I recently completed my advanced 300-hour yoga teacher training during a one-month immersion program in Bali, Indonesia. Under the guidance of YogaWorks trainers, Alicia Cheung and Oliver Reinsch, I spent 34 days at a remote mountain resort practicing yoga around the clock. Alongside 15 other students from around the world, I honed my teaching skills in many of the areas that I anticipated—for example, how to properly sequence a higher-level class and how to walk students through more challenging poses such as arm balances, inversions, and difficult standing postures. While I certainly strengthened the asana portion of my yoga practice (the poses themselves), I deepened my entire yoga practice in ways that I never anticipated.
My biggest take-away from this experience is that there is no one-size-fits-all approach to yoga. Indeed, “yoga works for every body,” as YogaWorks says, but it certainly does not look the same for every body, even people with similar physical structures and abilities. And, the progression from beginner to “advanced” is not linear.
Yoga is an 8-limbed path that includes movement, concentration, meditation, breath work, an ability to let go of attachments, and even adherence to a moral code of conduct to guide interactions with others and oneself. Each of these “limbs” helps one to experience a life overflowing with contentment. The extent to which each limb is practiced is entirely up to the student. I learned that both the student who spends two hours every day practicing handstands is just as advanced as the student who is equally as flexible, but instead attends a restorative yoga class twice a week and spends the rest of his/her time practicing mindfulness and non-attachment. With a greater understanding of the eight limbs of yoga and first-hand experience of how it has the potential to enrich all aspects of our lives, I am excited to incorporate more subtle body awareness into my classes.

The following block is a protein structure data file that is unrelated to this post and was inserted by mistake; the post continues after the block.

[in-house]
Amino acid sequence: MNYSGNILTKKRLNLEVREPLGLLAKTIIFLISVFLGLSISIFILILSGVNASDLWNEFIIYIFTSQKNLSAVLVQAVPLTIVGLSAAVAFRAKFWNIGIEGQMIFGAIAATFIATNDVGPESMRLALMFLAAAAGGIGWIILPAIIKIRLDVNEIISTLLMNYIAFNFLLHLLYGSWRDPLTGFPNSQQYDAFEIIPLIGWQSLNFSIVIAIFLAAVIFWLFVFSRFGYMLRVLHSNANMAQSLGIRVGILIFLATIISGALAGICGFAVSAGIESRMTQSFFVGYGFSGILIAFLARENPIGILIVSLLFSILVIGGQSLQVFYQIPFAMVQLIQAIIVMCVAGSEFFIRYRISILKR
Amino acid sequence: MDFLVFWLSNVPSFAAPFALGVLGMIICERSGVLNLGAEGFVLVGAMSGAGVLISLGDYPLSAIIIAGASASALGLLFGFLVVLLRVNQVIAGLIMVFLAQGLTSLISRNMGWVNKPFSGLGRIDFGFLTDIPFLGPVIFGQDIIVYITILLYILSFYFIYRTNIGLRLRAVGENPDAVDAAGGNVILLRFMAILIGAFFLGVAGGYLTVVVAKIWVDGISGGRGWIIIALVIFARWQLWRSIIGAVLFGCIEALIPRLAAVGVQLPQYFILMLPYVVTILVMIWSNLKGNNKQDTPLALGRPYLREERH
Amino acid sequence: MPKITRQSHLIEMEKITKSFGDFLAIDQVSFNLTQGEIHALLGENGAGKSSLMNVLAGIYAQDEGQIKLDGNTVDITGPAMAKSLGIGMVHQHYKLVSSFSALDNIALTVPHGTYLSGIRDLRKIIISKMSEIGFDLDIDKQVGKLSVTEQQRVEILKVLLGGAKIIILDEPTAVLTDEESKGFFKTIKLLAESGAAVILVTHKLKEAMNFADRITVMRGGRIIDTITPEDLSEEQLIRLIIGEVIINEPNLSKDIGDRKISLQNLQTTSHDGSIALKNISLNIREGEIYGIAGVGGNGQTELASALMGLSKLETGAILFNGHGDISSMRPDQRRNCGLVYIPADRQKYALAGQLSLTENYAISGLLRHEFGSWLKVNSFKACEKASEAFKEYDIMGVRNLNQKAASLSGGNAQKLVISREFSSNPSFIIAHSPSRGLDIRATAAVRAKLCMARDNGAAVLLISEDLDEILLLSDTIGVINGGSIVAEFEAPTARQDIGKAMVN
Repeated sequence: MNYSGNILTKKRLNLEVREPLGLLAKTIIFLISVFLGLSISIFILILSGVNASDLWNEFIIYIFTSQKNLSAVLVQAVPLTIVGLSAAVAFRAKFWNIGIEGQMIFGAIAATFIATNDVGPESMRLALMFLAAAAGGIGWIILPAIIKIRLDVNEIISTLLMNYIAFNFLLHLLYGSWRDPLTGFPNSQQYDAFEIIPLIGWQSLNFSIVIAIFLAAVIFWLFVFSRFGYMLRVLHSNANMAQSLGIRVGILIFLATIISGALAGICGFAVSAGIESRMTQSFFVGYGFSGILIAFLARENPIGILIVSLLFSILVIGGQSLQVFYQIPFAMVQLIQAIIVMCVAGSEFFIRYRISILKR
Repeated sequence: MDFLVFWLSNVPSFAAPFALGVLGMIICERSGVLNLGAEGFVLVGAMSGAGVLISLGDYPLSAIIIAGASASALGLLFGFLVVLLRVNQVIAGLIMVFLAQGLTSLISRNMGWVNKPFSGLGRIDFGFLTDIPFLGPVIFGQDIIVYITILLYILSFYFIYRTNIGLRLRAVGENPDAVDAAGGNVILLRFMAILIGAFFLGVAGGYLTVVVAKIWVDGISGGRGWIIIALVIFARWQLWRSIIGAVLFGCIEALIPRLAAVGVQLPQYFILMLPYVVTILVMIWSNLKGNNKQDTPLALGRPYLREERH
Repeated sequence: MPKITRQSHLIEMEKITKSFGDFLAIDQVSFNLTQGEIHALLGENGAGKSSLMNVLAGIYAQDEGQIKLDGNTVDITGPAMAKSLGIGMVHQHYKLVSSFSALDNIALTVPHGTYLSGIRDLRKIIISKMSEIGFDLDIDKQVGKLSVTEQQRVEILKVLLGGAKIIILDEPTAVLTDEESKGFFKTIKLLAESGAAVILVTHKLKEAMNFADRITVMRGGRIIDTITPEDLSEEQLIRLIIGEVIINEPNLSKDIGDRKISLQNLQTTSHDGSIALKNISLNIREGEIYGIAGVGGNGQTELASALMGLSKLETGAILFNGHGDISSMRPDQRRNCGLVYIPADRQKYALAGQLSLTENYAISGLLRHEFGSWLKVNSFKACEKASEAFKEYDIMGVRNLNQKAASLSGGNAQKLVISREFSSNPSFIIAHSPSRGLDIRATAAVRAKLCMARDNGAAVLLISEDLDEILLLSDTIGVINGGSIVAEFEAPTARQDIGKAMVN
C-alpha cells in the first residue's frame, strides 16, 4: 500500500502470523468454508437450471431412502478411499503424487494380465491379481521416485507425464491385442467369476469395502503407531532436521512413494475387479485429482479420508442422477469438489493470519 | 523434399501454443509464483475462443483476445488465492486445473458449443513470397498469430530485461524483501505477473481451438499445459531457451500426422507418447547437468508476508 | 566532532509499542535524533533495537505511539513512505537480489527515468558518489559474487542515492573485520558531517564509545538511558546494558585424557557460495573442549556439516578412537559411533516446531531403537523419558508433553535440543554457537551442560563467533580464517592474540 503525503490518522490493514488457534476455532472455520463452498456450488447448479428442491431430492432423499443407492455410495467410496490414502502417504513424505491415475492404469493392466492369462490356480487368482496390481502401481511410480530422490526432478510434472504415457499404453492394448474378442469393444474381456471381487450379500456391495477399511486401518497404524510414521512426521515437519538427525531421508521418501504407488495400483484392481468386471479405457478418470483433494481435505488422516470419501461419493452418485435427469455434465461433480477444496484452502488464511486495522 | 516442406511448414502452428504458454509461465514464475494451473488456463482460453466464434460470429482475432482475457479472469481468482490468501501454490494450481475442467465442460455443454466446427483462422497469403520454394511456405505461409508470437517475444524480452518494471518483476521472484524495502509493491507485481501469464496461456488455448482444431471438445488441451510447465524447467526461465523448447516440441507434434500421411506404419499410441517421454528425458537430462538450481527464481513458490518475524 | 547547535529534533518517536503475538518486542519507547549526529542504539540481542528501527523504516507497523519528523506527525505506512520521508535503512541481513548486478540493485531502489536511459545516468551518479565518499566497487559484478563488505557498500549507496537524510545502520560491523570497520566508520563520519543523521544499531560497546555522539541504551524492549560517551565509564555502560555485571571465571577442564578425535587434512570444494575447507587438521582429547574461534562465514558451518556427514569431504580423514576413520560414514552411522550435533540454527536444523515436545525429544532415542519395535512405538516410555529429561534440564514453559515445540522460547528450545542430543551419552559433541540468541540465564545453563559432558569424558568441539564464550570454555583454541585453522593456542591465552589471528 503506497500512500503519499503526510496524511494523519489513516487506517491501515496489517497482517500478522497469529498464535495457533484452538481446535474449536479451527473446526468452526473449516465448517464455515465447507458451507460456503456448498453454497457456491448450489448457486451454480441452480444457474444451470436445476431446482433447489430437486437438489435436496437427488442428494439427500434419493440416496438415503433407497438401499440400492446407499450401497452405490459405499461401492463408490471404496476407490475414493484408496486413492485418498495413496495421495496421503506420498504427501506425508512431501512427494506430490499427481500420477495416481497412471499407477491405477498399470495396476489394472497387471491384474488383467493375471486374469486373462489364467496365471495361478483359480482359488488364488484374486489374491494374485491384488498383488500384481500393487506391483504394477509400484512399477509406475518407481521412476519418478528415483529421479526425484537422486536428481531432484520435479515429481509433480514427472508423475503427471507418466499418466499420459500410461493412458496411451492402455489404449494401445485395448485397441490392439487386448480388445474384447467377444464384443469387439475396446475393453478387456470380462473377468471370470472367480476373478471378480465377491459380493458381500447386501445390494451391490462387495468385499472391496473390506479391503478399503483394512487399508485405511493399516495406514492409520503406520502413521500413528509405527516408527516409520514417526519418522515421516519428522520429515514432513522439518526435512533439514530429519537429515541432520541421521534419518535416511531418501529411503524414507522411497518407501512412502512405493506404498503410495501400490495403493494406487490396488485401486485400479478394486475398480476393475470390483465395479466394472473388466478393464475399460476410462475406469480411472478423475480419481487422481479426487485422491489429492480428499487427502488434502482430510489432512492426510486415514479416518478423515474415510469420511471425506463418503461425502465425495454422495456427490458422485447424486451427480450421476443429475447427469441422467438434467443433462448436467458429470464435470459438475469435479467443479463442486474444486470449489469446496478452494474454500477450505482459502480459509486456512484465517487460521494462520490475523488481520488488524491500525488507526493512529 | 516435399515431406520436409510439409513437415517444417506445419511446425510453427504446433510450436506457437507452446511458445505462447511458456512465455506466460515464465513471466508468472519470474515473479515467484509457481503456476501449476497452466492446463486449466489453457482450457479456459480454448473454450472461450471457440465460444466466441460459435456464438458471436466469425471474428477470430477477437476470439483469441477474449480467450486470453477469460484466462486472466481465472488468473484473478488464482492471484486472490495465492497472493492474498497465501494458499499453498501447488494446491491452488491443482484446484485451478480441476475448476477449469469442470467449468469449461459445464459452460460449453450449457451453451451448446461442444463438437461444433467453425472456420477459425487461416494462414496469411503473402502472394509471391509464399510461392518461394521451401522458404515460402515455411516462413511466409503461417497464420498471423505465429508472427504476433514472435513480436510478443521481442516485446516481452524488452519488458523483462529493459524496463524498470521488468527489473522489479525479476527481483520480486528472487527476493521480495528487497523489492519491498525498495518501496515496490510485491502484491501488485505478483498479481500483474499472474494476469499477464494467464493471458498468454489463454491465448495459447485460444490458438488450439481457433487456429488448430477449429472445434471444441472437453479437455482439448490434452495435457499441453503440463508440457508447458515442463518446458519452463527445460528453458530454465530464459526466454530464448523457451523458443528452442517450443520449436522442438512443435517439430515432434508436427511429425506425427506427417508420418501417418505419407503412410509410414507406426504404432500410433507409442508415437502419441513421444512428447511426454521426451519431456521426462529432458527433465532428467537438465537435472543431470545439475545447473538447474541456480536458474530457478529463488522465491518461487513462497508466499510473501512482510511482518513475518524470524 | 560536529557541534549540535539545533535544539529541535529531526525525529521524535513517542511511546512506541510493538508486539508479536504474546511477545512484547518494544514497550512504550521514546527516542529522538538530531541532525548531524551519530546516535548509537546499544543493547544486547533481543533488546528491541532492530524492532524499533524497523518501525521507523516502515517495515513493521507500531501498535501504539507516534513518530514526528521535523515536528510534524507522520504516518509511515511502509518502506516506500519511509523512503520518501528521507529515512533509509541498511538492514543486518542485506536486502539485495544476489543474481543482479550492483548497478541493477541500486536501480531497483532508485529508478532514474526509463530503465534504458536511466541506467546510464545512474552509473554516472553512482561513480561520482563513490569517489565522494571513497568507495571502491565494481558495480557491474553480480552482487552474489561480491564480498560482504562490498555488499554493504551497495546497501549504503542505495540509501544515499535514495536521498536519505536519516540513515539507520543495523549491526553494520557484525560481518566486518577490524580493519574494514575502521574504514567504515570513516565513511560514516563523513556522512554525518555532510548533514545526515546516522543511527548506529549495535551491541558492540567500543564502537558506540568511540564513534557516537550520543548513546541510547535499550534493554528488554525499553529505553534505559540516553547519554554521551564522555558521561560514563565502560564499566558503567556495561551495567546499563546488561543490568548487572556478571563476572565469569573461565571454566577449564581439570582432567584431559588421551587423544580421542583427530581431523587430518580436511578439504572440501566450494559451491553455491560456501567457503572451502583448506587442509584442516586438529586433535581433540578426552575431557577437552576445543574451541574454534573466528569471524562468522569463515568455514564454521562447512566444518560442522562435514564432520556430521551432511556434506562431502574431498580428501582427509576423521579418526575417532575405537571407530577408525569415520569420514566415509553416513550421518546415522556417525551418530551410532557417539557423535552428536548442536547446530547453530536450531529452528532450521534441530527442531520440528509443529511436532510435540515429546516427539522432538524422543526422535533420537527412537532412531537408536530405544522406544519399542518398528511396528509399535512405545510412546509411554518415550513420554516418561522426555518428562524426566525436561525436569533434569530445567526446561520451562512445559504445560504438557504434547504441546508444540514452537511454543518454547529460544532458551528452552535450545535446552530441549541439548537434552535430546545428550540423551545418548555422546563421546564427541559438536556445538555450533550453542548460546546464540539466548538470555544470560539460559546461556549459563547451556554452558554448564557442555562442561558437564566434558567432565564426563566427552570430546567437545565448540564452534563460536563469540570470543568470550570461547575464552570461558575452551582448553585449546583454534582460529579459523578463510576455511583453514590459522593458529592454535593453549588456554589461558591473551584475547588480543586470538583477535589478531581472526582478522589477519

Moreover, my training revealed that hyper-flexibility is not necessarily the be-all and end-all of yoga, especially if students wish to practice Vinyasa yoga through old age. In fact, new research is revealing how injurious it can be to push our bodies to the limit in terms of our range of motion. A more sustainable and advanced way to practice Vinyasa flow is to disregard the aesthetics of each shape and instead focus on mobility and functionality in the pose. That means incorporating more dynamic movement and engaged stretching to enhance one’s functional range of movement and strengthen tissues instead of locking out the joints and end range loading, which can overstretch and damage the tissues. Given how much of a difference these changes have made in my personal yoga practice, you can certainly expect to see more functional range conditioning being offered in my classes.
I am grateful to have had this once in a lifetime experience to live the yoga practice in one of the most beautiful places on Earth, and I cannot wait to share what I have learned with all of you! Please feel free to email me if you have any questions and/or are interested in booking a class.